Religious beliefs and their attendant moral values usually find accommodation within organizational structures, set procedures, and their expression in particular symbols. In western society, the forms of Christian institutions have become so well-established that it is often easy even for secularized lay people to assume that a religion must have analogous structures and symbols to those of Christianity. The model of the separated worship building, a stable congregation, served by a resident priesthood which has power to mediate or counsel, are all items for which analogues are expected of other religions. Yet even a cursory review must make it clear that religion need not look like this model. The major religions of the world manifest a variety of diverse arrangements, from, on the one hand, sacerdotalism, the practice of sacrifice, and sacramentalism with profuse use of auxiliary aids to faith (such as incense, dance, and imagery) to, on the other hand, keen asceticism and singular dependence on verbal expression and prayer. Both extremes may be encountered within one major tradition, in Hinduism or Christianity, while, in its orthodox expression, Islam is more uniformly ascetic—its ecstatic manifestations occurring at the fringes.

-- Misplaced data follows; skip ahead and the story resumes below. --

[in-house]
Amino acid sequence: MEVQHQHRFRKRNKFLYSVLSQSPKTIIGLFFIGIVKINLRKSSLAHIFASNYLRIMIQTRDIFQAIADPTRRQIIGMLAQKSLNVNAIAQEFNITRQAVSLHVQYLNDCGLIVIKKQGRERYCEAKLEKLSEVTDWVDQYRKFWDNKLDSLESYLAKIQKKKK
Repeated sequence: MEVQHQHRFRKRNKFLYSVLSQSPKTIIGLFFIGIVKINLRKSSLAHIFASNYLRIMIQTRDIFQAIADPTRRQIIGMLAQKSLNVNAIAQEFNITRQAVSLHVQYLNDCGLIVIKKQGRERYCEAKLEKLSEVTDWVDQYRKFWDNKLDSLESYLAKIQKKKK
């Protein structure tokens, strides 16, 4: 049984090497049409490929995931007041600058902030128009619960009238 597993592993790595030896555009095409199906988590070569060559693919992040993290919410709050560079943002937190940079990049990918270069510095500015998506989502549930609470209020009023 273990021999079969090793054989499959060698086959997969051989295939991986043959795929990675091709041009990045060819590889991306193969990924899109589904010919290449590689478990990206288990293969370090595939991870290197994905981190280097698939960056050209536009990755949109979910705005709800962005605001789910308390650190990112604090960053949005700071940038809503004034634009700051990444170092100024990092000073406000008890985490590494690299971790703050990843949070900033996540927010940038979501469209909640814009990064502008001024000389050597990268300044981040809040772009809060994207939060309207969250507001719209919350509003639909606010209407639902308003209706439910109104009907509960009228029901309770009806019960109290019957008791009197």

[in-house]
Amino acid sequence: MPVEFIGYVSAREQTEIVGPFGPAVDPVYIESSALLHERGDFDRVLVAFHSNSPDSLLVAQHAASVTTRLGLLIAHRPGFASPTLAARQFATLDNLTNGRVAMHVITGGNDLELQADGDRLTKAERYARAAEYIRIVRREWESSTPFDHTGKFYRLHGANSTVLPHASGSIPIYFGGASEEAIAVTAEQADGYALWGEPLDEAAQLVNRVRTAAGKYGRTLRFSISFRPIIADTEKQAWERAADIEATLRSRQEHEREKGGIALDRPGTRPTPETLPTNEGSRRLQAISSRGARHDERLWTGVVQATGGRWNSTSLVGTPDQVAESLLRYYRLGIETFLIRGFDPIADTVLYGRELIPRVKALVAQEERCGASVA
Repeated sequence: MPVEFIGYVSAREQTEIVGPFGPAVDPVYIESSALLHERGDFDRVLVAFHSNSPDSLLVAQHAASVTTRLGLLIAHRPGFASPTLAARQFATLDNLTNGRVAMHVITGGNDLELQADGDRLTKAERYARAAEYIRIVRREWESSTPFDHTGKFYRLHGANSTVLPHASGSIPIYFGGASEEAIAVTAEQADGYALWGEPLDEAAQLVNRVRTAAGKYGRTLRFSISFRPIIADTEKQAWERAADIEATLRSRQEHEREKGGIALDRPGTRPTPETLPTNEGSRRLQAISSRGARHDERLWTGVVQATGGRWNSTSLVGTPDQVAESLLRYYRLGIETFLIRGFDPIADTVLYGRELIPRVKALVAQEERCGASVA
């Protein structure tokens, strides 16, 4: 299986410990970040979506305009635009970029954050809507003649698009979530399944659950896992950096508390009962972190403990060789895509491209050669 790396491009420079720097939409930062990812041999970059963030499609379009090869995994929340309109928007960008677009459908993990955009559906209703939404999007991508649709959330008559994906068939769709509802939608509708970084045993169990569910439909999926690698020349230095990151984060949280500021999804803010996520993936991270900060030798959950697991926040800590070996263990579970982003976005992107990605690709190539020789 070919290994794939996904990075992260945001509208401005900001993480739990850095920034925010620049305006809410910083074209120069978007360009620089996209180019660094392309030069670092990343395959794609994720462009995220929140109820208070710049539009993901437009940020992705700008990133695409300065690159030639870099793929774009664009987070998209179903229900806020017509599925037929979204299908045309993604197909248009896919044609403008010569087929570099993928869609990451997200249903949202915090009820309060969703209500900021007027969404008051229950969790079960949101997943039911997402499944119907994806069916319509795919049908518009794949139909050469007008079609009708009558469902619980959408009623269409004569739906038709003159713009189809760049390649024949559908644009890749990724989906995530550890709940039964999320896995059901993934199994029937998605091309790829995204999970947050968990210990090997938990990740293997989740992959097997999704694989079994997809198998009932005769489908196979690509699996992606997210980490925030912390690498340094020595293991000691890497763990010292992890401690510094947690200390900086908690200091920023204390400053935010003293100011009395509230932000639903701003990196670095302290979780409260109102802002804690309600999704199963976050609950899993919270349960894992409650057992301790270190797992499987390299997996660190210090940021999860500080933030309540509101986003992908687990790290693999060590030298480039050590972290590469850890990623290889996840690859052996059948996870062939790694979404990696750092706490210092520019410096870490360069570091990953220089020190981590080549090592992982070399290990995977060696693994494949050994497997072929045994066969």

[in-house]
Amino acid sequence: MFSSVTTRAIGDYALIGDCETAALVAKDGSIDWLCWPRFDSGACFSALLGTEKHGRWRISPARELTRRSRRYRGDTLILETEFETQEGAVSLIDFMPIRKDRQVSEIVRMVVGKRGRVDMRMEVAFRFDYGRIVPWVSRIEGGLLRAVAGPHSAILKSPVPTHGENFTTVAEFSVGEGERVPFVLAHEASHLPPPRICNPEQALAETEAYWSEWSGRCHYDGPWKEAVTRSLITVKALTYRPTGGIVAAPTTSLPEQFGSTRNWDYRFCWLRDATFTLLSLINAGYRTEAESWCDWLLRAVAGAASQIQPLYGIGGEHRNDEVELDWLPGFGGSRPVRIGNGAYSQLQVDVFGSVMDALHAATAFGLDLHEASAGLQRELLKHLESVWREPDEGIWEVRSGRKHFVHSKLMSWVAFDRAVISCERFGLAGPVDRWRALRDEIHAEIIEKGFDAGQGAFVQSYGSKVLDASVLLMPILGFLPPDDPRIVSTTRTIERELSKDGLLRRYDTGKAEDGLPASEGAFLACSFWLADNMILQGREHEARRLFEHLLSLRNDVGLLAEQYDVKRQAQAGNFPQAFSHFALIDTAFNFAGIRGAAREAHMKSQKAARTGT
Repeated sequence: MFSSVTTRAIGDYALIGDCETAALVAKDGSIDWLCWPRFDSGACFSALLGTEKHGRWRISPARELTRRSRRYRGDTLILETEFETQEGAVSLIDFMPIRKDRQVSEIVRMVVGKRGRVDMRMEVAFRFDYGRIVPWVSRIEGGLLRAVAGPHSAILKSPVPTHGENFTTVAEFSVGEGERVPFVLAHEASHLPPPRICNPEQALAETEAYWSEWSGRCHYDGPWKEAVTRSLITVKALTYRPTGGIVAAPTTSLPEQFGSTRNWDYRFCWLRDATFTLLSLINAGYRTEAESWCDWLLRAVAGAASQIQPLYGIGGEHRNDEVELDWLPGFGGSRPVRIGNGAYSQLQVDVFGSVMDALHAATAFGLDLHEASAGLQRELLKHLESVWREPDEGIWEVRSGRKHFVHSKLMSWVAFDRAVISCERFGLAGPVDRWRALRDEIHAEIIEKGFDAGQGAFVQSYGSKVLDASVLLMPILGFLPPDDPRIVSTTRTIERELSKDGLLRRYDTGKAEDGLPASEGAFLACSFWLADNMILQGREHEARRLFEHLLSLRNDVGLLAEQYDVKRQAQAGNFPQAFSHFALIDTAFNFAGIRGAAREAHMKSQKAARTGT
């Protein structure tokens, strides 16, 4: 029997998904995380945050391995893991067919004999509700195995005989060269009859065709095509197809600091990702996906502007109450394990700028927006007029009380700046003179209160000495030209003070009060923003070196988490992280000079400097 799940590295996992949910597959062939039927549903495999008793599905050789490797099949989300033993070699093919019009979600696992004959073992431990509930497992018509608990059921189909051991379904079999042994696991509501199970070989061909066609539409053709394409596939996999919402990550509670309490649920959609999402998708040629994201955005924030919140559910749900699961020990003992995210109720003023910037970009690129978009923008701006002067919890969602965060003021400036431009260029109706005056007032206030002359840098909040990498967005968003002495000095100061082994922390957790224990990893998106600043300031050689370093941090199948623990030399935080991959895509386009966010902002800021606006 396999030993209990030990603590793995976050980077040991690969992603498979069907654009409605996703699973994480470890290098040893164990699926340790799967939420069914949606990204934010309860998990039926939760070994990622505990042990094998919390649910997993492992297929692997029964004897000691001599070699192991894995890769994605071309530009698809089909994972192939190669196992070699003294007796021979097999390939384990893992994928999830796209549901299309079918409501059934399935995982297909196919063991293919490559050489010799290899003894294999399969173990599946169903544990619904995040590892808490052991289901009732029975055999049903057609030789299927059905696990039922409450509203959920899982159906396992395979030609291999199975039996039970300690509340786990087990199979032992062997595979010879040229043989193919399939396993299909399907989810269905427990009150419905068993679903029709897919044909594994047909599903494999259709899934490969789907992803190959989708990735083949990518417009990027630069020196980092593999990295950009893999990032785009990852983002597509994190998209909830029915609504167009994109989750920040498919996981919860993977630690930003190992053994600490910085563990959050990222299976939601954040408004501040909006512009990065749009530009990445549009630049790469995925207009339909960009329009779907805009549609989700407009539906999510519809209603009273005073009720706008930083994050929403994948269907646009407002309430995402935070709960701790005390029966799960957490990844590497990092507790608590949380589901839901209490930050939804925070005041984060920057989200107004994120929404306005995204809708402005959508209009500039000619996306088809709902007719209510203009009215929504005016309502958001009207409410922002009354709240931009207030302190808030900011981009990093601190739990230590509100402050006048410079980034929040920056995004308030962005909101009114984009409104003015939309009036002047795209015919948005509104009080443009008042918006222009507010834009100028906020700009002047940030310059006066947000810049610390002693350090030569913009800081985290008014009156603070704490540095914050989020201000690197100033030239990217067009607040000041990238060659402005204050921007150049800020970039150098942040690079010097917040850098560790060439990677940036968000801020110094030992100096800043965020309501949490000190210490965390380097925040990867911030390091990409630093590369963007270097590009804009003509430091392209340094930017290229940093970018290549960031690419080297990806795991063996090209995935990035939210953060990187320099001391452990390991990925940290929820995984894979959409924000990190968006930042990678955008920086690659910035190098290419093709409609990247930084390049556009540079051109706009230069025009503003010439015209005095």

Religious worship differs greatly in form and frequency among the various religions. It has different implications and takes a distinctive form in non-theistic systems such as Buddhism. Since there is no transcendent deity, there is no point in supplication, no place for adoration, no need for expressions of dependence, humility, and subservience, no purpose in proclamations of praise—all of which form a part of Christian worship. Yet contemporary Christian worship is itself the product of a long process of evolution. The Judaeo-Christian tradition has changed radically over the centuries. Old Testament demands for animal sacrifice for a vengeful God are far removed from the devotional practice of, say, nineteenth-century mainstream Protestantism. The replacement of chanting and metrical psalm-singing by popular hymns gave a quite different appearance to Christian worship in the course of a couple of centuries. Today, the concept of an anthropomorphic God has waned in Christianity, and from the point of view of modern theology, contemporary Christian worship, in which anthropomorphic imagery is abundant, is distinctly anachronistic. It can hardly be surprising that some modern denominations, unburdened by old traditions (in which the patina of antiquity is easily mistaken for the aura of sanctity) should have reduced, if not altogether relinquished, traces of the anthropomorphism of the past. Even apart from such evolutionary trends, however, there is abundant diversity among Christian denominations to establish the point that any stereotyping of what worship implies betrays the many-sided diversity of religion in today’s world. Thus, the Roman Church developed the elaborate use of auditory, visual, and olfactory sensation in the service of faith. Catholic liturgy, whilst abjuring the use of dance and drugs, which have been employed in other religions, has elaborate ritual, sacraments, and vestments, a great wealth of symbolism, and a profusion of ceremonies marking the calendar and hierarchy of the Church and the rites of passage for individuals. In sharpest contrast to Roman Catholicism stand the Quakers, who reject any concept of a priesthood, any enactment of ritual (even of the unsacramental commemorative patterns of ritual common in some of the Protestant denominations) and the use of imagery and vestments. Emphasis on the adequacy and competence of lay performances, the rejection of sacrality, whether of buildings, places, seasons or ceremonies, and such aids as talismans and rosaries, is a characteristic in greater or lesser measure of Protestant religion. Evangelicals reject the idea of a priesthood, and Quakers, Brethren, Christadelphians, and Christian Scientists function without a paid ministry. While most Protestant denominations retain a breaking of bread ceremony they do so often as a commemorative act in obedience to scripture, and not as a performance with any intrinsic power. Thus, whilst in some instances different actions have similar purposes, in other cases, as with the breaking of bread, an apparently similar act acquires, in accordance with a denomination’s teaching, a distinctive meaning. Where, as in Christian Science, the deity is regarded as an abstract principle, acts of worship, whilst having a familiar religious purpose of bringing the believer into rapport with a divine mind, take on a quite different complexion from the supplicatory practices of denominations which retain an anthropomorphic view of deity.